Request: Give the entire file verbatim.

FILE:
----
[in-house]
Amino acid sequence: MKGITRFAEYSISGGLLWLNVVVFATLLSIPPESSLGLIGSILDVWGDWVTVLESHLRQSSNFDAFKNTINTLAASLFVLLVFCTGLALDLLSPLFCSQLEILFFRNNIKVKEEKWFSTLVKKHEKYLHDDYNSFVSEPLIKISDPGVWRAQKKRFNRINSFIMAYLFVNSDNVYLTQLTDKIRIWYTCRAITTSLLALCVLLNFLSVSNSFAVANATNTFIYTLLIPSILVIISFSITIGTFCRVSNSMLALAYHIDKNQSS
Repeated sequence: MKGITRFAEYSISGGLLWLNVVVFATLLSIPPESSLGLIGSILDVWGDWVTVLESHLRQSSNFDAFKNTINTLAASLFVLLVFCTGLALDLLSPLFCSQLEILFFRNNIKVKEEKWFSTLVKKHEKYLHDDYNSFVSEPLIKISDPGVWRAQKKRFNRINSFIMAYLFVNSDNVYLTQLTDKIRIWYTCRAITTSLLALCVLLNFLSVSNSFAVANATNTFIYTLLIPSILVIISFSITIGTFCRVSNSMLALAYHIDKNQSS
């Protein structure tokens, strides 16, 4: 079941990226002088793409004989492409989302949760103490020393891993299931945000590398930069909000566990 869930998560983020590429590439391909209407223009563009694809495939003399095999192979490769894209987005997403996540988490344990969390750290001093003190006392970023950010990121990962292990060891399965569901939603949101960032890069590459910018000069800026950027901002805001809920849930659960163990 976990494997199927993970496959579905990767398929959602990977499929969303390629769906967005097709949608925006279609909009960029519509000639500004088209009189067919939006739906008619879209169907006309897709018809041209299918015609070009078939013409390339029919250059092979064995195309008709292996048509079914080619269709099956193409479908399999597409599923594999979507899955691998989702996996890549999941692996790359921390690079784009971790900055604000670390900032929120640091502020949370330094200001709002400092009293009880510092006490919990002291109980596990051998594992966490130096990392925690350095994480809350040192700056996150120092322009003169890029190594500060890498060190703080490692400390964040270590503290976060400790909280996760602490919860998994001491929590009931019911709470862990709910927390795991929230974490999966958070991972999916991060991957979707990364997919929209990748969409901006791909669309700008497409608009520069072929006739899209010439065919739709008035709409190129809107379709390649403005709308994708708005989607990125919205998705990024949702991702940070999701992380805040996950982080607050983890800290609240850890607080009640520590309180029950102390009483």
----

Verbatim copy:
[in-house]
Amino acid sequence: MKGITRFAEYSISGGLLWLNVVVFATLLSIPPESSLGLIGSILDVWGDWVTVLESHLRQSSNFDAFKNTINTLAASLFVLLVFCTGLALDLLSPLFCSQLEILFFRNNIKVKEEKWFSTLVKKHEKYLHDDYNSFVSEPLIKISDPGVWRAQKKRFNRINSFIMAYLFVNSDNVYLTQLTDKIRIWYTCRAITTSLLALCVLLNFLSVSNSFAVANATNTFIYTLLIPSILVIISFSITIGTFCRVSNSMLALAYHIDKNQSS
Repeated sequence: MKGITRFAEYSISGGLLWLNVVVFATLLSIPPESSLGLIGSILDVWGDWVTVLESHLRQSSNFDAFKNTINTLAASLFVLLVFCTGLALDLLSPLFCSQLEILFFRNNIKVKEEKWFSTLVKKHEKYLHDDYNSFVSEPLIKISDPGVWRAQKKRFNRINSFIMAYLFVNSDNVYLTQLTDKIRIWYTCRAITTSLLALCVLLNFLSVSNSFAVANATNTFIYTLLIPSILVIISFSITIGTFCRVSNSMLALAYHIDKNQSS
């Protein structure tokens, strides 16, 4: 079941990226002088793409004989492409989302949760103490020393891993299931945000590398930069909000566990 869930998560983020590429590439391909209407223009563009694809495939003399095999192979490769894209987005997403996540988490344990969390750290001093003190006392970023950010990121990962292990060891399965569901939603949101960032890069590459910018000069800026950027901002805001809920849930659960163990 976990494997199927993970496959579905990767398929959602990977499929969303390629769906967005097709949608925006279609909009960029519509000639500004088209009189067919939006739906008619879209169907006309897709018809041209299918015609070009078939013409390339029919250059092979064995195309008709292996048509079914080619269709099956193409479908399999597409599923594999979507899955691998989702996996890549999941692996790359921390690079784009971790900055604000670390900032929120640091502020949370330094200001709002400092009293009880510092006490919990002291109980596990051998594992966490130096990392925690350095994480809350040192700056996150120092322009003169890029190594500060890498060190703080490692400390964040270590503290976060400790909280996760602490919860998994001491929590009931019911709470862990709910927390795991929230974490999966958070991972999916991060991957979707990364997919929209990748969409901006791909669309700008497409608009520069072929006739899209010439065919739709008035709409190129809107379709390649403005709308994708708005989607990125919205998705990024949702991702940070999701992380805040996950982080607050983890800290609240850890607080009640520590309180029950102390009483």